A Mississippi church has chosen to leave the United Methodist Church over conflicting views on homosexuality, abortion and the teaching of Islam.
The First United Methodist Church of Louisvilledecided to leave the denomination Sunday morning during a “membership affirmation,” said the Rev. Mike Childs. The vote was 175-6 with one member abstaining.
Going forward, the church will be known as First Methodist Church of Louisville.
“While our church will no longer be a member of the United Methodist denomination, it will continue to be a Christ-centered church that is faithful to the Scriptures and the theology of (Methodism founder) John Wesley,” Childs said. “It will forever be a Methodist church but not a United Methodist church.”
Childs said he believes it is in the “best interest of the church and the Mississippi United Methodist Conference” to reach a property settlement out of court.
“We expect both sides to act in good faith and Christian charity,” he said.
A spokesperson with the Mississippi United Methodist Conference was not immediatey availble for comment.
Several factors played into the Louisville church’s decision to leave, Childs said, but congregants largely felt the denomination had strayed from the teachings of the Bible and the United Methodist Book of Discipline.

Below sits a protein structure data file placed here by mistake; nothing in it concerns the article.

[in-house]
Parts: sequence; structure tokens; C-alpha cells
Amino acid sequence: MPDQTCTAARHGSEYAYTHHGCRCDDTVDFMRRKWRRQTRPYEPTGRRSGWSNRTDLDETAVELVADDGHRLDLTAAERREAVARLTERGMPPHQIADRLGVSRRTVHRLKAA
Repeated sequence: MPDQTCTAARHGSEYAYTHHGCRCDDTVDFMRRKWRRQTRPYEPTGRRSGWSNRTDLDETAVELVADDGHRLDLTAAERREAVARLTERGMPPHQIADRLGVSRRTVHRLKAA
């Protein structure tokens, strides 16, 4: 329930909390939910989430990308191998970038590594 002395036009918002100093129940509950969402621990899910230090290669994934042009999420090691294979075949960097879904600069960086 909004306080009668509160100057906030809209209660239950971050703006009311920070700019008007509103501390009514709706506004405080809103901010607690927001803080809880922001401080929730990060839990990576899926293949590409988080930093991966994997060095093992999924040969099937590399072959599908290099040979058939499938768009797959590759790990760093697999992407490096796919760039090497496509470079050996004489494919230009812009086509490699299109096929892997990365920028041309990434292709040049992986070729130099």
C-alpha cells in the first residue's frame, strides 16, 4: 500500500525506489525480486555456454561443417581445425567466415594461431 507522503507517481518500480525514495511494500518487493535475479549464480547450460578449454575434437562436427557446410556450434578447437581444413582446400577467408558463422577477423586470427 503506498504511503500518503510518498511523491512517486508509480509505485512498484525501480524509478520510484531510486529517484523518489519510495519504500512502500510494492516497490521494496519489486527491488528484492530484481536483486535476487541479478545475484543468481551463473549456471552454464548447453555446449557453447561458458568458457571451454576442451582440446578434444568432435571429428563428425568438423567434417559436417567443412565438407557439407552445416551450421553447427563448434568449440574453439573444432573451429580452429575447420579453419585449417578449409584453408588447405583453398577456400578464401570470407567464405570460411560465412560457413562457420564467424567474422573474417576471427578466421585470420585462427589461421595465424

In recent years, the United Methodist Church has allowed a gay bishop to preach after voting that it violated church law, and has equally affirmed “the sacredness of the life and well-being of the mother and the unborn child” when it comes to abortion.
In addition, the United Methodist-rooted Claremont School of Theology opened up clerical training to Muslim and Jewish clergy. (However, the seminary later created separate graduate schools for Muslim and Jewish students, and only the Christian school receives money from the United Methodist Church.)
With those events in mind, the decision was one “our consciences forced us to make,” Childs said.
Visitors to the Louisville church would find a “very loving and welcoming congregation” who believe no sin is greater than another, he said. The church felt the need to separate themselves, however, because they believed the denomination was not “accepting the authority of the Scripture.”
Wednesday night, Bishop James Swanson Sr., Bishop in Residence of the Mississippi Episcopal Area, sent an email to members of the Mississippi Uniter Methodist Conference, asking for prayers for the congregation as they begin the process of separating from the conference.
Childs said that, just as before the vote, all are welcome at his church.
The Louisville church isn’t the first in Mississippi to leave the United Methodist Church. The Orchard in Tupelo and Getwell Road United Methodist Church in Southaven left last year over the denomination’s “intensifying homosexuality debate,” according to the United Methodist Church.